Similar to plank rows, the pullup plank produces incredible activation throughout the upper back particularly in the lats. When performed as a pre-exhaustion superset paired with pullups as I show here, the intensity of lat and upper back activation is through the roof. Furthermore these help ensure that the smaller muscles such as arms, grip, and forearms, are not the limiting factor (which they oftentimes are during pullups) as the lats and upper back will fatigue before anything else thanks to the prior plank pullup drill pre-exhausting the prime movers.

Additionally the levels of intramuscular tension and metabolic stress are inordinately high making these a brutally effective superset for inducing functional strength and hypertrophy. Furthermore, these do wonders for teaching the lifter to produce a strong muscle mind connection with the lats and aggressively fire their upper back muscles rather than solely relying on their arms to perform vertical pulling movements – another common problem during pullups and chinups.

Plank pullups also require the lifter to centrate and pack their shoulder joint while performing a vertical pulling motion as it’s almost impossible to hold the 90 degree position without setting the glenohumeral joint in its appropriate position. For individuals who have a tendency to over elevate and protract the shoulders during pullups these are a sure-fire remedy.

Lastly, most individuals have a tendency to over-pull at the top of pullups and rows. These teach the lifter to find the optimal 90 degree position which happens to represent the approximate optimal stopping point on pullups and rows.

On a side note, you may be asking why not just use leg raise straps to perform these. While the position is similar I’ve found the box plank variation to be exponentially more challenging. That’s because with leg raise straps you have to use your hands and grip to help steady the straps which greatly minimizes overall lat activation. The pullup plank using the boxes remedies this as the lifter has to rely exclusively on their lats to lock in their position.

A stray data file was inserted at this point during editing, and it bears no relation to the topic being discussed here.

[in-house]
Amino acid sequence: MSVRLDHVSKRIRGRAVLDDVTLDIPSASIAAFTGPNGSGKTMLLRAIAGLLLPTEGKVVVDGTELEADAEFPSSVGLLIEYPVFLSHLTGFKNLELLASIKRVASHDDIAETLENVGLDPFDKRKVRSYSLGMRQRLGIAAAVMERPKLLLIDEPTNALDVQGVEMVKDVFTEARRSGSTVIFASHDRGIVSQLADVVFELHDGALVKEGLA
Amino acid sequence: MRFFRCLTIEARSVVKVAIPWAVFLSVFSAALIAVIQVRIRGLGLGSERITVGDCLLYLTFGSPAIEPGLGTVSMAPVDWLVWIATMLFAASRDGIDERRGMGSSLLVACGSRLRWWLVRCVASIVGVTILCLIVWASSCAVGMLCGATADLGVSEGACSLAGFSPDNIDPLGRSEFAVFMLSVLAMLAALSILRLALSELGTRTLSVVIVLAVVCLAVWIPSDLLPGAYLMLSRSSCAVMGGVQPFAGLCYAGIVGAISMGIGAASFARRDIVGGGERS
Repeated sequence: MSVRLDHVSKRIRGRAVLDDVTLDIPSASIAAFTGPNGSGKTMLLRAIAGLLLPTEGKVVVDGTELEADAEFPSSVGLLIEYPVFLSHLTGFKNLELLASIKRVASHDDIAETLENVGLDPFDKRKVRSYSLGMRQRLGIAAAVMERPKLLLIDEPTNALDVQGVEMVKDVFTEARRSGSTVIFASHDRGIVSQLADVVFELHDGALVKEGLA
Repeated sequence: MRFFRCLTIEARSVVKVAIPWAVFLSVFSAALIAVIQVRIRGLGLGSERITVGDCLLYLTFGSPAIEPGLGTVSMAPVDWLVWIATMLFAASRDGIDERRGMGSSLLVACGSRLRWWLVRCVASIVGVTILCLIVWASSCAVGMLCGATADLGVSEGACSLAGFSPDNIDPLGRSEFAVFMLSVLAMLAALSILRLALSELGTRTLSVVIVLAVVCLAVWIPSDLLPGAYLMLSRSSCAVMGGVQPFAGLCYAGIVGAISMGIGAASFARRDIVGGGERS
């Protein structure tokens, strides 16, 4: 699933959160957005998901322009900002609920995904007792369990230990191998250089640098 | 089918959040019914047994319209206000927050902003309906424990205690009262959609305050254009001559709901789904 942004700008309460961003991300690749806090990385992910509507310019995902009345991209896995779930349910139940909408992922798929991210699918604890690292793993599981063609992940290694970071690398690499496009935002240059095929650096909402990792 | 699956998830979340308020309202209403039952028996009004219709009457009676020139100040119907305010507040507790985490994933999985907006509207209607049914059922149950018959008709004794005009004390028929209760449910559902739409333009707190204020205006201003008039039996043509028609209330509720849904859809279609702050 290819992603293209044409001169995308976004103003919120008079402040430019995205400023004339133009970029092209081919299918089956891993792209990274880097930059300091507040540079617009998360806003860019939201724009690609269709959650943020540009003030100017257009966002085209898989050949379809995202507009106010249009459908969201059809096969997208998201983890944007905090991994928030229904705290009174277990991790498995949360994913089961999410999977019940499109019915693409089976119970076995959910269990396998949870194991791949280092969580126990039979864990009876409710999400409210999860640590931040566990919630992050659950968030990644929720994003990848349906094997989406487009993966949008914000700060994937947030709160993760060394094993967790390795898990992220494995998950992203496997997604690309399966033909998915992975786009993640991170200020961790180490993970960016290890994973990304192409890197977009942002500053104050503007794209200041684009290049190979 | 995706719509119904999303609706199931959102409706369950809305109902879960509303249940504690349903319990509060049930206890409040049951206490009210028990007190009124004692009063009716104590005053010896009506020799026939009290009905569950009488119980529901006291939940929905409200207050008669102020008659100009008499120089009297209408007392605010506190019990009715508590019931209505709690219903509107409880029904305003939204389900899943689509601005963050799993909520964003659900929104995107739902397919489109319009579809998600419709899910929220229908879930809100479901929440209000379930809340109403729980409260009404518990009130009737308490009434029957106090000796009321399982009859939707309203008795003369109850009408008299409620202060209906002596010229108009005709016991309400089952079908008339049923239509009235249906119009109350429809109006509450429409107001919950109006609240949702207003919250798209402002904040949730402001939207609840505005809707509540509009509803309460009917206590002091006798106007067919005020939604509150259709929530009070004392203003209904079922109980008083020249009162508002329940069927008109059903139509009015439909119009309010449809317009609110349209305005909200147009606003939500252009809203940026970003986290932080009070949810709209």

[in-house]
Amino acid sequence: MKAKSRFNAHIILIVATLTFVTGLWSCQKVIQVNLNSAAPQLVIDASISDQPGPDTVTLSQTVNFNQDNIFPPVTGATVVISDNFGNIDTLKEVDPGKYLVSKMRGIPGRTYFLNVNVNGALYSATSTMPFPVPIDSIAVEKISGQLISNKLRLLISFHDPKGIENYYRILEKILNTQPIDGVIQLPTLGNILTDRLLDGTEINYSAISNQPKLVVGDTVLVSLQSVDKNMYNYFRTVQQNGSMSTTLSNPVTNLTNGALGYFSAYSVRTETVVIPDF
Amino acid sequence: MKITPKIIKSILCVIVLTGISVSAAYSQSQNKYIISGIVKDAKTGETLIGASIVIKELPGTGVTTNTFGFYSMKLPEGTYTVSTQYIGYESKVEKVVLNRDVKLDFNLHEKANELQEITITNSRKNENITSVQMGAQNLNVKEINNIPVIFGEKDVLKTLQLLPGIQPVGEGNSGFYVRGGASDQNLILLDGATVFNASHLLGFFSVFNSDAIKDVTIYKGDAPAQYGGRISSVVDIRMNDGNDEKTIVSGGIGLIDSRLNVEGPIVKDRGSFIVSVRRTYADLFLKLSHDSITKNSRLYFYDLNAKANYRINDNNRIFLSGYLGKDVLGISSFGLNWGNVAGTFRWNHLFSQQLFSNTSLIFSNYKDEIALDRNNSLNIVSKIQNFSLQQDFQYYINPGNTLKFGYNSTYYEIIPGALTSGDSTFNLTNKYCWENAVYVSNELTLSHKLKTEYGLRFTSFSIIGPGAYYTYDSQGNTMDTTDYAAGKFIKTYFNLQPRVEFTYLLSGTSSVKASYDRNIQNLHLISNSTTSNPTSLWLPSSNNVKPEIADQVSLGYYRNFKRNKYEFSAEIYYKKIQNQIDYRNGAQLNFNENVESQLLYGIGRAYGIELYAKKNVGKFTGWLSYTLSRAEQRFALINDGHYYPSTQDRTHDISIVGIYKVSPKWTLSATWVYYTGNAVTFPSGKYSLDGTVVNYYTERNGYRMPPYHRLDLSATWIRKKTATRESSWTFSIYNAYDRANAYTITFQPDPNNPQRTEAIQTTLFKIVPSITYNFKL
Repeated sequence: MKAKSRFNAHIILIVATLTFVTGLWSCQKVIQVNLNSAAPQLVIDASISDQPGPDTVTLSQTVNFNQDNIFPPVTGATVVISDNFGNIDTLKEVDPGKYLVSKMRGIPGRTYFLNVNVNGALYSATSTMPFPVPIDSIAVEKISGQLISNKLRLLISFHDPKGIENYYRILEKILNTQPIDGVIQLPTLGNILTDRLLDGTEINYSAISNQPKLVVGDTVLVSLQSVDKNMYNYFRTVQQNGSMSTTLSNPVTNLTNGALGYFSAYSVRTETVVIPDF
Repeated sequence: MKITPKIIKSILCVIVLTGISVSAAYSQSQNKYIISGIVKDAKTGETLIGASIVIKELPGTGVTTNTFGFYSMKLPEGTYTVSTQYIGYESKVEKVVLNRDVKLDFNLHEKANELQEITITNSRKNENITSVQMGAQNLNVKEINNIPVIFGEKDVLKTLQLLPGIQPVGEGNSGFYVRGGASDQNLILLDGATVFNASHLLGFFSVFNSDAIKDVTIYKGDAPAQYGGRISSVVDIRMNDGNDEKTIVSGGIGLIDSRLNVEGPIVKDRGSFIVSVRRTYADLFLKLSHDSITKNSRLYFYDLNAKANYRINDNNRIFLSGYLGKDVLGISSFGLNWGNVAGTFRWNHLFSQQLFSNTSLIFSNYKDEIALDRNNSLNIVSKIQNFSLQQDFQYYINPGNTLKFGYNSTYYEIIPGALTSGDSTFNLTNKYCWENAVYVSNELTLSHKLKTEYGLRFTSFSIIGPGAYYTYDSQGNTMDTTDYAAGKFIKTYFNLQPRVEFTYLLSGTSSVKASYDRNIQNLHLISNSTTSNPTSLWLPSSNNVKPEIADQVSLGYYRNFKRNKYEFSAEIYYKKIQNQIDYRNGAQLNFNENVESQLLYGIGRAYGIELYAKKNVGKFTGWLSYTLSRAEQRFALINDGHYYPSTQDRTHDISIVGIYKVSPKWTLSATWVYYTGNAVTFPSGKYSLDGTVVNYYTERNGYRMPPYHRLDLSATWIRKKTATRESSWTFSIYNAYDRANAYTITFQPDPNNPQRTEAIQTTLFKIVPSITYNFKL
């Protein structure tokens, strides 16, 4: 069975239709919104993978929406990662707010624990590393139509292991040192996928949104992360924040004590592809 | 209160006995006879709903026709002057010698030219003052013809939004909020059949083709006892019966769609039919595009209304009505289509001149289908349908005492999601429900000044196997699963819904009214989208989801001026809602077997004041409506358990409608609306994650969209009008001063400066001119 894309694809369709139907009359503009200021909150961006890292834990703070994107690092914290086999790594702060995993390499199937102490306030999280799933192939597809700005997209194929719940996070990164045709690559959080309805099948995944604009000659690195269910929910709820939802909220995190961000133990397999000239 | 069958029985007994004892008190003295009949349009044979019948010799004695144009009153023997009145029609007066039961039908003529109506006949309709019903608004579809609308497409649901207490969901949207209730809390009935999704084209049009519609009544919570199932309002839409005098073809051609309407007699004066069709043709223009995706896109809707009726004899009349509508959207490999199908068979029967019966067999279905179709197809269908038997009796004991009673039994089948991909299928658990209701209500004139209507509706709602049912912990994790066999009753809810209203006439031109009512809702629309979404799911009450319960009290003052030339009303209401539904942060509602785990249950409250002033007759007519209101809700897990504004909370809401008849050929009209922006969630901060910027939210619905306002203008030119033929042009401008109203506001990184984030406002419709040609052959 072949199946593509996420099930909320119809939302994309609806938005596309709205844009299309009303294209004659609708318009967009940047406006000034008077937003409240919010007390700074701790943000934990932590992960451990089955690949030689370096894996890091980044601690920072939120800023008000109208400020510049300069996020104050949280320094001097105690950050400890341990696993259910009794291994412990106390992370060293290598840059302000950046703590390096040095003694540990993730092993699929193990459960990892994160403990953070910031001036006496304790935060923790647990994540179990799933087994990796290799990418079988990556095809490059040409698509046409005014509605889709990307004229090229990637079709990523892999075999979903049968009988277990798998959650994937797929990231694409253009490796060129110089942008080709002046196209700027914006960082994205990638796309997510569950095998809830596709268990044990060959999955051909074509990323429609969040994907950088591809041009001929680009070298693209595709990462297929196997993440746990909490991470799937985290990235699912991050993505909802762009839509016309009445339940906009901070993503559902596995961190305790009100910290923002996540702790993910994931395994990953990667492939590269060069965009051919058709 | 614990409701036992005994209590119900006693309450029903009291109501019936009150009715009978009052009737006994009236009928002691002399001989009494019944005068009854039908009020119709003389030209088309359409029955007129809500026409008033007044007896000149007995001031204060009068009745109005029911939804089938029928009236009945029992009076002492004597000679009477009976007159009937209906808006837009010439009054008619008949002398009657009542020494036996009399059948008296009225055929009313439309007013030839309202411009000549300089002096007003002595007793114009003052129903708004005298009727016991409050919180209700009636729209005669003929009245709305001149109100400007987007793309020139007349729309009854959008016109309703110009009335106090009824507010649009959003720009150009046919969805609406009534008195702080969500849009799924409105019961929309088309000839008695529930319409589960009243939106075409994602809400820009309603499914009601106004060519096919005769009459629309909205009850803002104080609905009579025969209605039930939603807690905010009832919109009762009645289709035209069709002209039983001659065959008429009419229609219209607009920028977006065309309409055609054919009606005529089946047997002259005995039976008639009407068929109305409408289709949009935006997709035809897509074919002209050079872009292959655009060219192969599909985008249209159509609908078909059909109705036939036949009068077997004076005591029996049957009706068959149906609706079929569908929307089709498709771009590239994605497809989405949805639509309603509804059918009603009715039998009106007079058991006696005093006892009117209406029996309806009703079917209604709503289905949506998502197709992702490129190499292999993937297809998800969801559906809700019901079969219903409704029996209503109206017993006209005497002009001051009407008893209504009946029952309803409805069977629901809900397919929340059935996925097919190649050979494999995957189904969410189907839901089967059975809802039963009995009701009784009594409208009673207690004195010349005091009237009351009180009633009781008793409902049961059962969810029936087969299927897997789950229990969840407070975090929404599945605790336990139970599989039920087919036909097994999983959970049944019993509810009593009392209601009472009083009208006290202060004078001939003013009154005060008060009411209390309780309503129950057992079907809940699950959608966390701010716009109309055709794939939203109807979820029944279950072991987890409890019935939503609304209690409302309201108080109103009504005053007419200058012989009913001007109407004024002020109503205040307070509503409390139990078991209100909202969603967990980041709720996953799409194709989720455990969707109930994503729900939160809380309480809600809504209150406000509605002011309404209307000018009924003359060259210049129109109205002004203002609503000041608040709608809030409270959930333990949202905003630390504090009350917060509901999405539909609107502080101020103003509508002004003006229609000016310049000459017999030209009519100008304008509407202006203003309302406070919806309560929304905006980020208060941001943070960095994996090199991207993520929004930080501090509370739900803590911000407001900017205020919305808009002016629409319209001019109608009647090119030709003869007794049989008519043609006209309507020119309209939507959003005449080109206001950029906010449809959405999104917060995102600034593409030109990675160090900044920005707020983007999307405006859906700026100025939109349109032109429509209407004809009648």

Plank Row Chest Press: The Impossible Chest Press

I’m not exaggerating when I say this, the plank row chest press is not only the most challenging chest press I’ve ever performed it’s also one of the difficult exercises I’ve ever attempted period. It’s for this reason I nicknamed it the “Impossible Chest Press” as the level of brutality is through the roof. Furthermore this represents the epitome of full body activation.

When combined with a bottoms up protocol these also target just about every biomotor capability in existence including full body stability, motor control, postural alignment, mobility, symmetry, rotary stability, lumbopelvic hip control, foot and ankle activation, shoulder stabilization, core activation, and t-spine mobility.

In terms of the execution I’ve found that angling the body slightly from the bench places less tension on the shoulder joint of the planking arm as it allows a more depressed scapula and tucked elbow position similar to proper rowing mechanics for any horizontal pulling exercises. I recommend starting with the double leg variation using a traditional dumbbell or kettlebell position before moving to the more physically demanding bottoms up protocol.

You’ll also notice how I utilize an eccentric isometric protocol here. There are 2 reasons for this. First, you’re essentially forced to do so as it’s almost impossible to successfully complete these in a controlled fashion without using the eccentric isometric protocol. In fact, one of the goals for many of the exercises I devise is to force individuals to rely on the eccentric isometric protocol. This exercise is no exception.

With that said, even if it weren’t necessary, the other reason why I implement eccentric isometrics is for the enhanced proprioceptive feedback and kinesthetic awareness associated with slow and controlled eccentric muscle actions. In other words, eccentric isometrics help the lifter fine tune their body positioning and movement mechanics by more easily attending to proprioceptive feedback and sensory signals coming from their muscle spindles and central nervous system.Ultimately, this is how one masters their movement - a topic I spent over 600 pages discussing in my latest book Movement Redefined.